BEIRUT (AP) — A distressing series of voice notes sent by an injured Australian teenager from a prison in northeast Syria underscores the plight of thousands of forgotten children who remain trapped in overcrowded detention facilities in Syria and Iraq.

Hundreds of minors are believed to be holed up in Gweiran Prison, which has been at the center of a violent standoff between Islamic State group militants and U.S.-backed Kurdish fighters that began a week ago.

The Kurdish-led forces said Wednesday they took control of the last section of the prison controlled by Islamic State militants and freed a number of child detainees they said had been used as human shields. That ended a weeklong assault by the extremists on one of the largest detention facilities in Syria. But the fate of hundreds of boys remained unclear.

“We are talking about nearly 800 children who are probably some of the most vulnerable children in the world right now. The recent violence in the prison has made things for them much much worse,” said Juliette Touma, Middle East regional spokesperson for the U.N. children’s agency.

IS fighters stormed the prison on Thursday, aiming to break out thousands of comrades who simultaneously rioted inside. The attack is the biggest by IS militants since the fall of the group’s “caliphate” in 2019.

American soldiers deploy in Hassakeh, Syria, Tuesday, Jen. 25, 2022. After breaking into the prison late Thursday, IS militants were joined by others rioting inside the facility that houses over 3,000 inmates, including hundreds of minors. They took hostages from among the prison staff and have since been holed up in the northern wing at one end of the facility, known as al-Sinaa or Gweiran prison. (AP Photo/Hogir Al Abdo) DV109 DV109
U.S.-backed Syrian forces capture prison from IS after a week

The fighting appears to have left multiple child inmates killed or wounded, though numbers are not known.

Human Rights Watch provided The Associated Press with a series of audio messages sent by the 17-year-old Australian from inside the prison in which he appealed for help, saying he was injured in the head and was bleeding. The boy says his friends got killed and he has seen bodies of kids aged 8 to 12.

But who are these kids, and why are they there?


Some of the kids were children when their parents plucked them from their own countries after they decided to join the so-called Islamic caliphate declared in 2014 over parts of Syria and Iraq. Others were born there. Many attended IS-run schools where they were trained for combat.

While IS carried out massacres against residents and enslaved many of the women and girls, they also sought to re-educate young boys and tried to turn them into jihadi fighters. They recruited teens and children using gifts, threats and brainwashing. Boys were turned into killers and suicide bombers. IS videos showed kids carrying out beheadings or shooting captives in cold blood.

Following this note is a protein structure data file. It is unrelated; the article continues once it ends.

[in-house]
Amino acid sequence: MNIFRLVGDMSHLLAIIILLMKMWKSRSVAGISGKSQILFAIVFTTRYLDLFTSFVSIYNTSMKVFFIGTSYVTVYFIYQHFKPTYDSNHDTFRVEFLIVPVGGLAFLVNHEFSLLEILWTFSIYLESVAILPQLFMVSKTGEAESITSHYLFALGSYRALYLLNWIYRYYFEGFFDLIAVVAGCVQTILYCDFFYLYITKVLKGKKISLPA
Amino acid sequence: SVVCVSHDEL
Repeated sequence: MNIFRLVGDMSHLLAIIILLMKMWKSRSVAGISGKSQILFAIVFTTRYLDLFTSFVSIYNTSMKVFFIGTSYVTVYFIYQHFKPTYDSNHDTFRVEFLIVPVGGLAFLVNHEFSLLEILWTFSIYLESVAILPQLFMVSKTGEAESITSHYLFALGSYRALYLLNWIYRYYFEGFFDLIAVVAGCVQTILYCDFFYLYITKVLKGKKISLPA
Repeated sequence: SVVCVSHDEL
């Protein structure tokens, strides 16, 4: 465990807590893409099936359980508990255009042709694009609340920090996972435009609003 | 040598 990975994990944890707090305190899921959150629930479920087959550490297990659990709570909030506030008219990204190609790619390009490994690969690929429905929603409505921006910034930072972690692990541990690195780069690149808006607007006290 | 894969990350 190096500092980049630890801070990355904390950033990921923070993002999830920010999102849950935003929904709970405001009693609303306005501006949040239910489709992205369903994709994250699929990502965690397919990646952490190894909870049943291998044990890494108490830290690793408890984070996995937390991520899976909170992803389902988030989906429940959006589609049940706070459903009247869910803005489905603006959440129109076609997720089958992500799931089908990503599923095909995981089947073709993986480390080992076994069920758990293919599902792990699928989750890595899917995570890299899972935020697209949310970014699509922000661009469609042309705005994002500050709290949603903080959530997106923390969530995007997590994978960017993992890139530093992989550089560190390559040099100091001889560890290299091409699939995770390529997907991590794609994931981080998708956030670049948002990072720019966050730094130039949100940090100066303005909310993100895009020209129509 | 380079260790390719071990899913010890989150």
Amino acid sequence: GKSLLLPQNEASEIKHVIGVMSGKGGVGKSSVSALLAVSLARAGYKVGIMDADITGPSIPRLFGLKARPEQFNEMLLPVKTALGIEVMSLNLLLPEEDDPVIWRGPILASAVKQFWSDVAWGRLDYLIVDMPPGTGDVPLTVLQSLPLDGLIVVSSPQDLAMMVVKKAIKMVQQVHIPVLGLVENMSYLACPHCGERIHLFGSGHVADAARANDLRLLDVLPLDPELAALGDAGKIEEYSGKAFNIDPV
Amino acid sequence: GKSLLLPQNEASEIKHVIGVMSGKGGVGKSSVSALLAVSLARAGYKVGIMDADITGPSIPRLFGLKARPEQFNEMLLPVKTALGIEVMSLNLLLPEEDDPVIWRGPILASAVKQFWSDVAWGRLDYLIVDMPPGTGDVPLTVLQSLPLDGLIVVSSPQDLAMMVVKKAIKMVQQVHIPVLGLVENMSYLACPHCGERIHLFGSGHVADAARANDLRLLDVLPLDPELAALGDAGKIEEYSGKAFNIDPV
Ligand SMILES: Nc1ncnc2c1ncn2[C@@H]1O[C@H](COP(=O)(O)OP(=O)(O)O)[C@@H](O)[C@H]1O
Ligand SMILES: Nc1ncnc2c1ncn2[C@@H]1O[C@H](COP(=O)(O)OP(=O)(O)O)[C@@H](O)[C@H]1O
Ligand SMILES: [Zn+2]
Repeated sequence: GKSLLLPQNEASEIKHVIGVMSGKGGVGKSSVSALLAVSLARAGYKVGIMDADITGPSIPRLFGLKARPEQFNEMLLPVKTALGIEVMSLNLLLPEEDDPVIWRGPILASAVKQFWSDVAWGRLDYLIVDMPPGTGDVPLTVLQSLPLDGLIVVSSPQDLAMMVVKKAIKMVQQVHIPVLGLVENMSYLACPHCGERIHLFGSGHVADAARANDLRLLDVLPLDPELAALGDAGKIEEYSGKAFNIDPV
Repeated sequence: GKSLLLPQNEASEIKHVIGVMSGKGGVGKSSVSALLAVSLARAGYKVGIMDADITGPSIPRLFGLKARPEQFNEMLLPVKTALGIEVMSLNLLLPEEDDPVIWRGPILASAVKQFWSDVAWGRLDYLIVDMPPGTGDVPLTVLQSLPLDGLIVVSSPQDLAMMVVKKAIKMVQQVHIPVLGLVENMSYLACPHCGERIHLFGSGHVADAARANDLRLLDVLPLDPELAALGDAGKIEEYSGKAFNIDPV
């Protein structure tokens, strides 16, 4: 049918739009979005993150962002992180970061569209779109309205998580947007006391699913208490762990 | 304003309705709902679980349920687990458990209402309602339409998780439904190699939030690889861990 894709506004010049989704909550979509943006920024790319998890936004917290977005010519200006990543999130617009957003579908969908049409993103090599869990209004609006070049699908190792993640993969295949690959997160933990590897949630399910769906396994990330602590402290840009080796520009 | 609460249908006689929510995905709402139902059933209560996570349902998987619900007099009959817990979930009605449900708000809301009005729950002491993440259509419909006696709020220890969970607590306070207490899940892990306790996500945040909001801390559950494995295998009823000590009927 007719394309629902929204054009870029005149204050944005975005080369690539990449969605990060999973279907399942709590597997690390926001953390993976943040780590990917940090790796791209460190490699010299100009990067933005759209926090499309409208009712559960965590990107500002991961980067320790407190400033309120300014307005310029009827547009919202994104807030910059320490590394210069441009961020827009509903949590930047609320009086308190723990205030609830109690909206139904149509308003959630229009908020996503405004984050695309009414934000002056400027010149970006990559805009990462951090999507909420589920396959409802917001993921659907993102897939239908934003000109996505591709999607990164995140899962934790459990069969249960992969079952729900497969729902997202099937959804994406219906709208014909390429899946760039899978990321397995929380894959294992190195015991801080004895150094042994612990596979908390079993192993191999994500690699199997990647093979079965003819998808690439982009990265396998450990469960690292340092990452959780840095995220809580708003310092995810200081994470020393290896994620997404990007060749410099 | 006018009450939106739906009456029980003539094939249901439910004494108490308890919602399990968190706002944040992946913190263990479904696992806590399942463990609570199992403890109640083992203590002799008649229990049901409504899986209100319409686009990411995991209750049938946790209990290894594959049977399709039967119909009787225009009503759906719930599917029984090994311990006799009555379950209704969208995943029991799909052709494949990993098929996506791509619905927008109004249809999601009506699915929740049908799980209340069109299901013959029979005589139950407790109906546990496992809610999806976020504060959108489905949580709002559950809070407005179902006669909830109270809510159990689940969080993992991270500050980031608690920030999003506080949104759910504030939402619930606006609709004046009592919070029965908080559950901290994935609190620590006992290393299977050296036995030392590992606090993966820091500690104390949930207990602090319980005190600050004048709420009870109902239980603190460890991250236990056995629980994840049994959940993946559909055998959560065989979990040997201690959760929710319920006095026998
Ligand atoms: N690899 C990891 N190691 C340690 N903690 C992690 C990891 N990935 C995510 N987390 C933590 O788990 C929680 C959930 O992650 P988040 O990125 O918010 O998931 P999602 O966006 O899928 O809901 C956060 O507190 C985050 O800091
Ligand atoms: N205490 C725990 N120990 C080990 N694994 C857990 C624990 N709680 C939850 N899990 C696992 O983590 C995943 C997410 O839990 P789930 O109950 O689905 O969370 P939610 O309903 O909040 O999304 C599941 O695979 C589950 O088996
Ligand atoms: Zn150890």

It was all part of a concerted effort to build a new generation of militants. They called them cubs of the caliphate.

Most were later captured by Kurdish-led forces during the U.S.-backed campaign that brought down IS three years ago, thrown into squalid, overcrowded detention centers and where they continue to languish.


Others were put in squalid camps in northeast Syria that hold families of suspected IS fighters, where they are exposed to violence, exploitation and abuse. Once they become teenagers deemed old enough to separate from their mothers, they are transferred to one of the detention centers where they join the fighters. The age cut-off rules are not exactly clear. Some as young as 12 were reportedly in Gweiran Prison.

Letta Tayler of Human Rights Watch estimates 600 minor boys, around half of them Iraqis and other non-Syrians, were inmates in the prison. Most are between 14 and 17 years old, though some are as young as 12, Tayler said. It is not clear how many of the boys in prison were trained by IS or whether any have committed any crimes.


Mostly because their governments have refused to repatriate them.

Kurdish authorities have asked countries to repatriate their nationals, saying keeping thousands of detainees in cramped facilities is putting a strain on their forces and creating a new generation of militants.

“None has even been brought before a judge to determine whether they should be detained,” Tayler said. “These children… should never have been placed in this squalid overcrowded prison where their lives are clearly at risk to begin with. Their countries should have brought them home to help them rebuild their lives long ago.”

But home governments often see the children as posing a danger rather than as needing rescue.

Some former Soviet bloc states have let some of their citizens back in, but other Arab, European and African countries have repatriated only minimal numbers or have refused.


Kurdish authorities run more than two dozen detention facilities scattered around northeastern Syria holding about 10,000 IS fighters. Among the detainees are some 2,000 foreigners, including about 800 Europeans.

In addition, some 27,500 children of 60 different nationalities are locked up at the sprawling al-Hol camp, which houses families of IS members. Most of them are Iraqis, followed by Syrians.

Most of them not yet teenagers, they are spending their childhood in limbo under miserable conditions with no schools, no place to play or develop, and seemingly no international interest in resolving their situation.

“There needs to be collective responsibility to get these children out of these prisons and out of these camps,” Touma, of UNICEF, said. That responsibility, she added, lays mostly with the countries that have the highest number of children there.

“They all deserve to get out of that part of Syria and be home and safe.”


Associated Press writer Sarah El Deeb contributed from Beirut.